In that one, the Supreme Court decided life for shoplifting wasn't cruel and unusual punishment, with Justice Sandra Day O'Connor defending the sentence as a "rational judgment, entitled to deference." She added, with a straight face, that the Supreme Court does "not sit as a 'superlegislature' to second-guess" the states, despite the fact that that's precisely what the Supreme Court has been doing for almost 250 years.

There are at least two life-for-stealing­pizza cases. The most famous is Jerry Dewayne Williams, who got 25 to life after stealing a slice from a bunch of kids near Redondo Beach but was released after a paltry five years because of public furor. Still imprisoned, however, is one Shane Taylor, whose first two strikes came from a pair of nobody's-home residential burglaries committed in a single two-week stretch in 1988. In both of these crimes, the only thing taken was a checkbook from one of the houses (in the other residence, nothing was missing, but Taylor's fingerprint was found). With that checkbook, Taylor did exactly one thing: He bought a pizza with a forged check.

Eight years later, Taylor was standing outside his car, drinking beer and listening to tunes with his brother-in-law and a friend at a vista point in the little town of Porterville, near Sequoia National Forest, when a police car drove up. Officers investigated because they said they thought Taylor and his pals looked underage. They said they flashed a light on his front seat and spotted a baggie protruding from Taylor's wallet. They grabbed the bag and claimed they found 0.14 grams of meth – the equivalent of a tenth of a sugar packet.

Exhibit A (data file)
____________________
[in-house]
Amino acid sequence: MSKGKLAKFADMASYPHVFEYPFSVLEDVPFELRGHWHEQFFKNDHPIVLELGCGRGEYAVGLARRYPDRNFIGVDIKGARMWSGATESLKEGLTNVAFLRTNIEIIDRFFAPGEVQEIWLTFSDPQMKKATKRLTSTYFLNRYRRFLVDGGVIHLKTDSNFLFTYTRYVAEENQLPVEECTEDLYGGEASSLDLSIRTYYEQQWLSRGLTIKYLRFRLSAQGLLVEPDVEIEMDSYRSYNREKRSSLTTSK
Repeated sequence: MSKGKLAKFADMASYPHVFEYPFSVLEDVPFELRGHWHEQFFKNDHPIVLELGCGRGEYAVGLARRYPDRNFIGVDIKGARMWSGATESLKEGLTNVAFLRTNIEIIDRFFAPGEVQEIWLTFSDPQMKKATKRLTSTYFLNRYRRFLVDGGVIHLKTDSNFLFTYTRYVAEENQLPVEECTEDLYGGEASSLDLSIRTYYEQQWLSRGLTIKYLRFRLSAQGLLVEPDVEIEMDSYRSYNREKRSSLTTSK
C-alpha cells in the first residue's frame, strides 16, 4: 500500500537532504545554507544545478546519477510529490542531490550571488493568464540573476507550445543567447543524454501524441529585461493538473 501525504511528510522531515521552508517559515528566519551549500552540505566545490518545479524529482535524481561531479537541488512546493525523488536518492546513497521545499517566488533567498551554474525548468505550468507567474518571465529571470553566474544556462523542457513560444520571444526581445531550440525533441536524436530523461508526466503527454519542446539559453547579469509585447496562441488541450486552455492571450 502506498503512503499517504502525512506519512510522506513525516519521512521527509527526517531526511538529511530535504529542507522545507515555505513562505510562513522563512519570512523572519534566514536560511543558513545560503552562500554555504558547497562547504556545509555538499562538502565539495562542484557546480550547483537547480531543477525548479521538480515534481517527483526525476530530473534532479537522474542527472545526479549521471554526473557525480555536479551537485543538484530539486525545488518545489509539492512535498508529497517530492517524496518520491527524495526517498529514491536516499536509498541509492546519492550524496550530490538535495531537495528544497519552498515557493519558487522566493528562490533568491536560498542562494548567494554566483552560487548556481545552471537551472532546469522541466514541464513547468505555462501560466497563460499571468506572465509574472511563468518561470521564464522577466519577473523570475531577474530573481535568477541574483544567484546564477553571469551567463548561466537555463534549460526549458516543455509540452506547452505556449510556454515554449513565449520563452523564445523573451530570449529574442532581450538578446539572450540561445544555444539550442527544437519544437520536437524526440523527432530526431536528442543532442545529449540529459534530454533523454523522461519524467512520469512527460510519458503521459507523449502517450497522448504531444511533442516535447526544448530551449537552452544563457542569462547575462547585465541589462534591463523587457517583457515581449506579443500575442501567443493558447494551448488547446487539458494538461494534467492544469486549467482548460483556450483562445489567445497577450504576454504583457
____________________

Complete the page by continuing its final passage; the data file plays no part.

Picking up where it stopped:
Taylor went on to become one of the rare Three Strikes defendants to remain free on bail, even after his conviction. A month later, at his sentencing hearing, presiding Judge Howard Broadman was stunned to see Taylor voluntarily show up to be sent away for life over a few grains of meth. "I never expected to see you again, frankly," he said. "I thought a lot about you. And I said, 'Jeez, if I were him, I'd do research and find out what country didn't have extradition laws, because I don't think I'd have showed back up.'"

Broadman had no choice but to impose a 25-years-to-life sentence, but he made an unusual move to extend Taylor's bail, pending appeal. For the next two years, Taylor worked and supported his family. Taylor lost his appeal, and surrendered himself to begin serving his sentence in 1998.